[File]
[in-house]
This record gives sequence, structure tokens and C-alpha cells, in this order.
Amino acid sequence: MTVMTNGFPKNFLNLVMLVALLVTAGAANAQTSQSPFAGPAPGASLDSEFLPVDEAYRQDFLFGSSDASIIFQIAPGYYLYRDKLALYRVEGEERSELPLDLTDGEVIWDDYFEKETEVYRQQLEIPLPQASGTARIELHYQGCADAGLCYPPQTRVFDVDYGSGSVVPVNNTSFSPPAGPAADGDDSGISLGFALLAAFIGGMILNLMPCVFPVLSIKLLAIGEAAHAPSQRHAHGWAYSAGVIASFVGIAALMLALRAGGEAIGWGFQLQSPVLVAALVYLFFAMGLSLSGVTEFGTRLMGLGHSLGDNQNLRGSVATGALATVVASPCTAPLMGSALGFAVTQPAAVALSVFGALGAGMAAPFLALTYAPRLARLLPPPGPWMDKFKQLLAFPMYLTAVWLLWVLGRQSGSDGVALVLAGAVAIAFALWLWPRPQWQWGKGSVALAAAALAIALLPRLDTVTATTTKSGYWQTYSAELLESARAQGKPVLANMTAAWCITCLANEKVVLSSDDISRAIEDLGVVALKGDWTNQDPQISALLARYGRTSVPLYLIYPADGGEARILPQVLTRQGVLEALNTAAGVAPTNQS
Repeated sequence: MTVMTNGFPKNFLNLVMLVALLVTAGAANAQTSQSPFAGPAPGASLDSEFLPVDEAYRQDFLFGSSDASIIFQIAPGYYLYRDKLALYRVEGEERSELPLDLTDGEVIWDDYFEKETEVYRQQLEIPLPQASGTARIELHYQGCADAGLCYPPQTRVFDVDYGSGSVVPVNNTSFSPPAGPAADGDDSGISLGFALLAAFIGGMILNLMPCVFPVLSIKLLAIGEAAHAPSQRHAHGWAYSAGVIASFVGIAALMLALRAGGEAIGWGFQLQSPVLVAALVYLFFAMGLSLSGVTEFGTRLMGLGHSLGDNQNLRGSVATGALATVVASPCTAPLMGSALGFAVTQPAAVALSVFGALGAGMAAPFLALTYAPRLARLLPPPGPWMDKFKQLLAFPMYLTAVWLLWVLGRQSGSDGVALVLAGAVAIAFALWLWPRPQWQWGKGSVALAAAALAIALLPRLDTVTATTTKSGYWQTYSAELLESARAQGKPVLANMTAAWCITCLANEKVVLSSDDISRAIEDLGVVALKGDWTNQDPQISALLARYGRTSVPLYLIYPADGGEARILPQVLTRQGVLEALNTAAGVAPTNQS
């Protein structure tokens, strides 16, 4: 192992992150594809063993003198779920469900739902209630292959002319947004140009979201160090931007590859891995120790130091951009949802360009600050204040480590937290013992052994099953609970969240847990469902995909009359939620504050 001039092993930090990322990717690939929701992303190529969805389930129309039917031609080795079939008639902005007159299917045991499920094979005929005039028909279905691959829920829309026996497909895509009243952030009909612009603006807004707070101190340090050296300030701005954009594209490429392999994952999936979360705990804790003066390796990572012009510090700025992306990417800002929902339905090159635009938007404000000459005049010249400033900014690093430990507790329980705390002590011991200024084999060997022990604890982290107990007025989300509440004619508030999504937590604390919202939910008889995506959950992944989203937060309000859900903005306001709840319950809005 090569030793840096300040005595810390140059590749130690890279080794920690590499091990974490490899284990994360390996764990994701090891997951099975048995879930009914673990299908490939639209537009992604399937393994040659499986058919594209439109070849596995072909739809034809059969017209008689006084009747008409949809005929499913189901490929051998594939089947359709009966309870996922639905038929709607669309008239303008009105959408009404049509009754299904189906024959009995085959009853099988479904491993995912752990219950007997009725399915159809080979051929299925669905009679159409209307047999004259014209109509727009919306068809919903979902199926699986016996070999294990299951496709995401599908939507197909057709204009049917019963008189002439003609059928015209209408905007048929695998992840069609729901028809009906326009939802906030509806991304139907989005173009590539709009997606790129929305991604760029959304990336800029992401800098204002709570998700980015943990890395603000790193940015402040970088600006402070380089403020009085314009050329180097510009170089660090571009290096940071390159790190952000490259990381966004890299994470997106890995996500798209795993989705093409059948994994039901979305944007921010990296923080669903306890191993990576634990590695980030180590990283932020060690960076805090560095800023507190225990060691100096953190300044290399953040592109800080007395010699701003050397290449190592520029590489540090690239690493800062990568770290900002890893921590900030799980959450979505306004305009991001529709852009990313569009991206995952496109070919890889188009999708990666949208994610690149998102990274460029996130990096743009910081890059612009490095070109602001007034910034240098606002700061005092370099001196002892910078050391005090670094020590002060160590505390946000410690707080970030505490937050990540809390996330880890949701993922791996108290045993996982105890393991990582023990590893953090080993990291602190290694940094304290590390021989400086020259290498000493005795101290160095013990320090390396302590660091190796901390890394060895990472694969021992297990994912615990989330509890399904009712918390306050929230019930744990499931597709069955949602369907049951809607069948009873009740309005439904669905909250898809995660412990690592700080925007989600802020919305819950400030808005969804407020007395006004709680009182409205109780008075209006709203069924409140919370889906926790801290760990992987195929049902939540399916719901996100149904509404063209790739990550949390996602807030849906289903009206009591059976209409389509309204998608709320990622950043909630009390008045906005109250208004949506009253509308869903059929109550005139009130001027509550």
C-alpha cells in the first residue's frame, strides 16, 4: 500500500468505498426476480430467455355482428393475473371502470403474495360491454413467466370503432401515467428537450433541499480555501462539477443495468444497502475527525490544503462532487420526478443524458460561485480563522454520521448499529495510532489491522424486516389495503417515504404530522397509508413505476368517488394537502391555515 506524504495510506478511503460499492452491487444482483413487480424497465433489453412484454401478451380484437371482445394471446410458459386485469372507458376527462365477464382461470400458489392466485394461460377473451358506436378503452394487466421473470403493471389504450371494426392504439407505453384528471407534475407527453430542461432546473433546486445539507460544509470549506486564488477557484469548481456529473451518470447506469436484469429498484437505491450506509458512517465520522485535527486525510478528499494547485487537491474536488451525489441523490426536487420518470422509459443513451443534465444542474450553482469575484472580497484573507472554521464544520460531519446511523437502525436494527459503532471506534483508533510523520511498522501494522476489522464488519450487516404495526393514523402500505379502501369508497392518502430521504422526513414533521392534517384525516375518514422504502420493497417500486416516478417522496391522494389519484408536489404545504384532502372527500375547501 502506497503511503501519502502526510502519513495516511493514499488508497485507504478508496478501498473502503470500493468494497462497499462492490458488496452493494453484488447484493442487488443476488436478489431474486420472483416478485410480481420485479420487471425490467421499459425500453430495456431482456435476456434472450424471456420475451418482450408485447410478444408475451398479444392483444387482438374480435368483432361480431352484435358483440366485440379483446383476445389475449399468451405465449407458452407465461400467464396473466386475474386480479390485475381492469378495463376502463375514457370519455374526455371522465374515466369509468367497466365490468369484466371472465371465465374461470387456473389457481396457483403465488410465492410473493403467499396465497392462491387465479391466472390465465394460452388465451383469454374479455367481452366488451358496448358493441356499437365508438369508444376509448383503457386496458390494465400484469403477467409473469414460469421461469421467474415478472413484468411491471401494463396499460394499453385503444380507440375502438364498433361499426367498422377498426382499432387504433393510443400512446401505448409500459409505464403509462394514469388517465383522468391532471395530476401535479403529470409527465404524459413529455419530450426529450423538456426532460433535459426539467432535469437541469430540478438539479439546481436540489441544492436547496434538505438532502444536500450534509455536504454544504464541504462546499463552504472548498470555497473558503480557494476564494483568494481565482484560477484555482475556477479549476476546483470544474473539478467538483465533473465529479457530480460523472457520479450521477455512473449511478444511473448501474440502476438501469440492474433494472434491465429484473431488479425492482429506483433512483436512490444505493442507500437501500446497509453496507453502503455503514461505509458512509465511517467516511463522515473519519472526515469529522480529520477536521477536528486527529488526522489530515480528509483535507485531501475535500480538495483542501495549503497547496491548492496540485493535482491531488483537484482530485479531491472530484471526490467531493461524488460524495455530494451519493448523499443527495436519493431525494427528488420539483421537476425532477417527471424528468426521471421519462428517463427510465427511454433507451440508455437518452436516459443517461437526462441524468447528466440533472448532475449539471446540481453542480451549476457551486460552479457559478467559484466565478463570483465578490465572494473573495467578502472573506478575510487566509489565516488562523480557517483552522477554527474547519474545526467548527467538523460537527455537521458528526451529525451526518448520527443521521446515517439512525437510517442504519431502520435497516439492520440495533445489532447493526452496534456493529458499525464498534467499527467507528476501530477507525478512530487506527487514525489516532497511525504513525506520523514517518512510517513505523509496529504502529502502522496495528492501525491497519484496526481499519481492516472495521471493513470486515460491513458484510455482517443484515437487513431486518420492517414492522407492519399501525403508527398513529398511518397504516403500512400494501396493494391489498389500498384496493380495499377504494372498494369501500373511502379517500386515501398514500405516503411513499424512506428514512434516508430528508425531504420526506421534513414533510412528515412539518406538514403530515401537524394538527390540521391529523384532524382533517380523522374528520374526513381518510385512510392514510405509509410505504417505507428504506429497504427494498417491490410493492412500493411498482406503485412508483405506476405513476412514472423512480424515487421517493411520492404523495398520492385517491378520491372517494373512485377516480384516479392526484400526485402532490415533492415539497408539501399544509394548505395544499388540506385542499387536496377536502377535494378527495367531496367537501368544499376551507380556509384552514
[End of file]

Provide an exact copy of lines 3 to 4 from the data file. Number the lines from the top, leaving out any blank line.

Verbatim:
Amino acid sequence: MTVMTNGFPKNFLNLVMLVALLVTAGAANAQTSQSPFAGPAPGASLDSEFLPVDEAYRQDFLFGSSDASIIFQIAPGYYLYRDKLALYRVEGEERSELPLDLTDGEVIWDDYFEKETEVYRQQLEIPLPQASGTARIELHYQGCADAGLCYPPQTRVFDVDYGSGSVVPVNNTSFSPPAGPAADGDDSGISLGFALLAAFIGGMILNLMPCVFPVLSIKLLAIGEAAHAPSQRHAHGWAYSAGVIASFVGIAALMLALRAGGEAIGWGFQLQSPVLVAALVYLFFAMGLSLSGVTEFGTRLMGLGHSLGDNQNLRGSVATGALATVVASPCTAPLMGSALGFAVTQPAAVALSVFGALGAGMAAPFLALTYAPRLARLLPPPGPWMDKFKQLLAFPMYLTAVWLLWVLGRQSGSDGVALVLAGAVAIAFALWLWPRPQWQWGKGSVALAAAALAIALLPRLDTVTATTTKSGYWQTYSAELLESARAQGKPVLANMTAAWCITCLANEKVVLSSDDISRAIEDLGVVALKGDWTNQDPQISALLARYGRTSVPLYLIYPADGGEARILPQVLTRQGVLEALNTAAGVAPTNQS
Repeated sequence: MTVMTNGFPKNFLNLVMLVALLVTAGAANAQTSQSPFAGPAPGASLDSEFLPVDEAYRQDFLFGSSDASIIFQIAPGYYLYRDKLALYRVEGEERSELPLDLTDGEVIWDDYFEKETEVYRQQLEIPLPQASGTARIELHYQGCADAGLCYPPQTRVFDVDYGSGSVVPVNNTSFSPPAGPAADGDDSGISLGFALLAAFIGGMILNLMPCVFPVLSIKLLAIGEAAHAPSQRHAHGWAYSAGVIASFVGIAALMLALRAGGEAIGWGFQLQSPVLVAALVYLFFAMGLSLSGVTEFGTRLMGLGHSLGDNQNLRGSVATGALATVVASPCTAPLMGSALGFAVTQPAAVALSVFGALGAGMAAPFLALTYAPRLARLLPPPGPWMDKFKQLLAFPMYLTAVWLLWVLGRQSGSDGVALVLAGAVAIAFALWLWPRPQWQWGKGSVALAAAALAIALLPRLDTVTATTTKSGYWQTYSAELLESARAQGKPVLANMTAAWCITCLANEKVVLSSDDISRAIEDLGVVALKGDWTNQDPQISALLARYGRTSVPLYLIYPADGGEARILPQVLTRQGVLEALNTAAGVAPTNQS